St Albans II Project | Humphrey Munson

Dark bronze waxed has such an understated feel and I’ve always liked the look of it with dark and lighter colours so I settled on this finish for the hardware and polished nickel for the taps. I love aged brass and we have it elsewhere downstairs in the sitting room and dining area but for the kitchen I wanted a slightly different feel. I’ve never minded mixing finishes and I appreciate being able to clean the taps in all honesty.

St. Albans II Project | Humphrey Munson

The Quooker classic fusion tap does it all – hot, cold, boiling 100C water, chilled filtered water and sparkling water. Even in this tiny island we managed to fit it all in (plus a bin and dishwasher). I’m not hugely into gadgets but I’d go out on a limb and say this is the best kitchen invention since the fridge! The Dash pot filler behind the cooker is by Waterworks. I find it so useful when cooking to have this second tap for filling pots and adding water to sauces etc.

Vaughan Designs have an incredible range of lighting and we’ve used their lighting over the years in showrooms and projects and the design and manufacturing is impeccable. Having spent many years now cleaning (and chipping / breaking) various glass pendants I chose the Petworth pendants for a really cool stand out look above the island but with the durable metal frame. Arguably they dominate the kitchen island which is very petite but I quite like that they stand out.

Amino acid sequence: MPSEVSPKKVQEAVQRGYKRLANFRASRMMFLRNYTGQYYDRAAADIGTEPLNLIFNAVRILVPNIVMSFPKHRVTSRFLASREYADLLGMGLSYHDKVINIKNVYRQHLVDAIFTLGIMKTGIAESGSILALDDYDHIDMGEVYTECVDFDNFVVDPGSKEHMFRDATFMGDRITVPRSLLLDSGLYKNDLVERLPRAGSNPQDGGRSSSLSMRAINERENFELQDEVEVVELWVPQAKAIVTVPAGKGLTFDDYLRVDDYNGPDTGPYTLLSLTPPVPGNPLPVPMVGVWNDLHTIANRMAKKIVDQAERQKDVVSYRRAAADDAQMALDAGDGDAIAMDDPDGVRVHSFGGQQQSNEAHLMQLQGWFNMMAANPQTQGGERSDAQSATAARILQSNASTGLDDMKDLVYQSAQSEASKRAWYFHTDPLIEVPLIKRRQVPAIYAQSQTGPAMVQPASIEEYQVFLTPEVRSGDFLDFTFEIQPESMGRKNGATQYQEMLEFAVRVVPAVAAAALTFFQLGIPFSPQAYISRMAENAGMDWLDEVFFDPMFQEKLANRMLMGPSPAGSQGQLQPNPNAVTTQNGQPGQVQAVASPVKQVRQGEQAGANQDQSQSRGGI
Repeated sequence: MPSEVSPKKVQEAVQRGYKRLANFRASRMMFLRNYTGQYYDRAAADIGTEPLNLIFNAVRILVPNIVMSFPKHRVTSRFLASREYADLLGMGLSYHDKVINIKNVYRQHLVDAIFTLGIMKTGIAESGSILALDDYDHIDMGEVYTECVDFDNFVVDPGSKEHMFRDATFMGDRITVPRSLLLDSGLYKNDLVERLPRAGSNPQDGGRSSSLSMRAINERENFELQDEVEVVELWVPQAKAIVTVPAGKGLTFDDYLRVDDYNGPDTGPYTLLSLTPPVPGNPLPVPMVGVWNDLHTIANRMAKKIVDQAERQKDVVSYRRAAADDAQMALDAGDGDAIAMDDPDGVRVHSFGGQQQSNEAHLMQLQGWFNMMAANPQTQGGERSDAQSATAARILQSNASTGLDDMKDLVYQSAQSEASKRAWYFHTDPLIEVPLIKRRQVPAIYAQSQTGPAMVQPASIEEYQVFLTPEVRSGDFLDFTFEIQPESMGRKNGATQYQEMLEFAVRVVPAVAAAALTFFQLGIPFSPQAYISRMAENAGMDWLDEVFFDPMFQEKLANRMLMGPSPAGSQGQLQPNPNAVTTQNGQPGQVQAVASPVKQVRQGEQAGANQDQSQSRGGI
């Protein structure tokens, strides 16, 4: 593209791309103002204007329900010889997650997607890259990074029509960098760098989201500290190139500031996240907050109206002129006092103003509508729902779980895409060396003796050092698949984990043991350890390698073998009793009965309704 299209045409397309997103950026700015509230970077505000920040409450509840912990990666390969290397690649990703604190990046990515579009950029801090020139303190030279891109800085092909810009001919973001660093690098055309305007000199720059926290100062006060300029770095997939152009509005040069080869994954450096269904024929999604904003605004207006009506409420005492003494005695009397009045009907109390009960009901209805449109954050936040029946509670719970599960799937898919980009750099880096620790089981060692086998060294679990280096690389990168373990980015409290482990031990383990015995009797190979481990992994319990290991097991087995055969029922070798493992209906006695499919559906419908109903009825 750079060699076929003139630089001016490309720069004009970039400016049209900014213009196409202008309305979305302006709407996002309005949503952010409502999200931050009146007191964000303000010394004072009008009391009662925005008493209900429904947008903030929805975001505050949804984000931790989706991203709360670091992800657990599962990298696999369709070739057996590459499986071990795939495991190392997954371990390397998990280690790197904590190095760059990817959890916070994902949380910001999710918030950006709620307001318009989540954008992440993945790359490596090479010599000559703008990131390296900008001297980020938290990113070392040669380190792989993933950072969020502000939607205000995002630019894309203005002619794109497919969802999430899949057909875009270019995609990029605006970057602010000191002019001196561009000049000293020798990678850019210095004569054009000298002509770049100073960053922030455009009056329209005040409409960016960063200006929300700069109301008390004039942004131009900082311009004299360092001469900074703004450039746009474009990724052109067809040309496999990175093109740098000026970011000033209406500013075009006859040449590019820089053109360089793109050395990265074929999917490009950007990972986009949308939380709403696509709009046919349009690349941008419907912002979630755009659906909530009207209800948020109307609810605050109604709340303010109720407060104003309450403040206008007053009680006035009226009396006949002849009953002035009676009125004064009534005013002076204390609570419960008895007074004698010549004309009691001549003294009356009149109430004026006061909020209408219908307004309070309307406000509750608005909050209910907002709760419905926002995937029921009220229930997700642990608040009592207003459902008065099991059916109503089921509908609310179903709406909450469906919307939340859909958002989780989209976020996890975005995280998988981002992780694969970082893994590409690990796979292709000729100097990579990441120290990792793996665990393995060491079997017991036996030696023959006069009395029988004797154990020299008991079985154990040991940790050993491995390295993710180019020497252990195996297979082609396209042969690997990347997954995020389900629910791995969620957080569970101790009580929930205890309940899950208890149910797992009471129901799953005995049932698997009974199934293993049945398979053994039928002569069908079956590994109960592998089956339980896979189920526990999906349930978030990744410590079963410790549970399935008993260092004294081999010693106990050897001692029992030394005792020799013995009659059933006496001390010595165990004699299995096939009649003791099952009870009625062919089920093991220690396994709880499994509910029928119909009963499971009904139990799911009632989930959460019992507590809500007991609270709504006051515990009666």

The Padstow limestone flooring was a new stone we sourced because I knew with the colours I’d chosen, the kitchen needed a neutral base and I wanted something light but with some markings so it wasn’t too high maintenance. The grout is slightly darker to knock it back a tiny bit – it’s amazing how even a grout colour can change how the room appears. Needless to say I love it and I can’t wait for the first winter with no leaking roof and under floor heating!

K I T C H E N  D I N I N G

This nook with banquette seating is used so much more than I ever thought – working from home, coffee with a friend, playing cards, pre-dinner drinks and appetisers, breakfast, lunch and dinner. When friends come over with little ones they can make as much mess as they like and it’s so easy to clean.